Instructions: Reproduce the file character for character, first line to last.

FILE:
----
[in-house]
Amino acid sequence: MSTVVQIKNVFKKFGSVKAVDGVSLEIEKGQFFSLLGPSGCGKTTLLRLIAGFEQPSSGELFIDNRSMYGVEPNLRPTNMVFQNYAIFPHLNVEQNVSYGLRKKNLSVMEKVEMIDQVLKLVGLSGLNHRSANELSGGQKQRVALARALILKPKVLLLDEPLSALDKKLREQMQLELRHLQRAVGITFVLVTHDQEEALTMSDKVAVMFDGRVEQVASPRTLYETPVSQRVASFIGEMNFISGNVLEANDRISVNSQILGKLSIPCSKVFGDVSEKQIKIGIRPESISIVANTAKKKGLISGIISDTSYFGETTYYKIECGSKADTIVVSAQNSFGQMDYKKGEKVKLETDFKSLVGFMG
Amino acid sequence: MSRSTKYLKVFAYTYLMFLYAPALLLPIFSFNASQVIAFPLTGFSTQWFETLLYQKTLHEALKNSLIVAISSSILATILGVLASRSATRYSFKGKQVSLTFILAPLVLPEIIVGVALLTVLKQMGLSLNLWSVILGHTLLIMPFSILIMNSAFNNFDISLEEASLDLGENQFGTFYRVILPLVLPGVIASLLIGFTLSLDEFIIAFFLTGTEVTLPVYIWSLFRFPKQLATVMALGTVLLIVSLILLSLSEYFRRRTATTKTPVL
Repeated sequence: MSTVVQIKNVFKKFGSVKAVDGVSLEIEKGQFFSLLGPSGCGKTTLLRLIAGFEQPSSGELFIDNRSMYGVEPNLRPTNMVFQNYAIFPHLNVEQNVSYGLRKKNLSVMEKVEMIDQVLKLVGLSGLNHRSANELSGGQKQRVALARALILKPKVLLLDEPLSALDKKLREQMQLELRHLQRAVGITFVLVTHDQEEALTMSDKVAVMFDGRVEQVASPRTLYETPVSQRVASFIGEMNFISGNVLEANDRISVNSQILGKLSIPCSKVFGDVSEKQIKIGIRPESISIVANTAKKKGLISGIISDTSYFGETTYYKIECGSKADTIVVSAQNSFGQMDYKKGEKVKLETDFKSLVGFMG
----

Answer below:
[in-house]
Amino acid sequence: MSTVVQIKNVFKKFGSVKAVDGVSLEIEKGQFFSLLGPSGCGKTTLLRLIAGFEQPSSGELFIDNRSMYGVEPNLRPTNMVFQNYAIFPHLNVEQNVSYGLRKKNLSVMEKVEMIDQVLKLVGLSGLNHRSANELSGGQKQRVALARALILKPKVLLLDEPLSALDKKLREQMQLELRHLQRAVGITFVLVTHDQEEALTMSDKVAVMFDGRVEQVASPRTLYETPVSQRVASFIGEMNFISGNVLEANDRISVNSQILGKLSIPCSKVFGDVSEKQIKIGIRPESISIVANTAKKKGLISGIISDTSYFGETTYYKIECGSKADTIVVSAQNSFGQMDYKKGEKVKLETDFKSLVGFMG
Amino acid sequence: MSRSTKYLKVFAYTYLMFLYAPALLLPIFSFNASQVIAFPLTGFSTQWFETLLYQKTLHEALKNSLIVAISSSILATILGVLASRSATRYSFKGKQVSLTFILAPLVLPEIIVGVALLTVLKQMGLSLNLWSVILGHTLLIMPFSILIMNSAFNNFDISLEEASLDLGENQFGTFYRVILPLVLPGVIASLLIGFTLSLDEFIIAFFLTGTEVTLPVYIWSLFRFPKQLATVMALGTVLLIVSLILLSLSEYFRRRTATTKTPVL
Repeated sequence: MSTVVQIKNVFKKFGSVKAVDGVSLEIEKGQFFSLLGPSGCGKTTLLRLIAGFEQPSSGELFIDNRSMYGVEPNLRPTNMVFQNYAIFPHLNVEQNVSYGLRKKNLSVMEKVEMIDQVLKLVGLSGLNHRSANELSGGQKQRVALARALILKPKVLLLDEPLSALDKKLREQMQLELRHLQRAVGITFVLVTHDQEEALTMSDKVAVMFDGRVEQVASPRTLYETPVSQRVASFIGEMNFISGNVLEANDRISVNSQILGKLSIPCSKVFGDVSEKQIKIGIRPESISIVANTAKKKGLISGIISDTSYFGETTYYKIECGSKADTIVVSAQNSFGQMDYKKGEKVKLETDFKSLVGFMG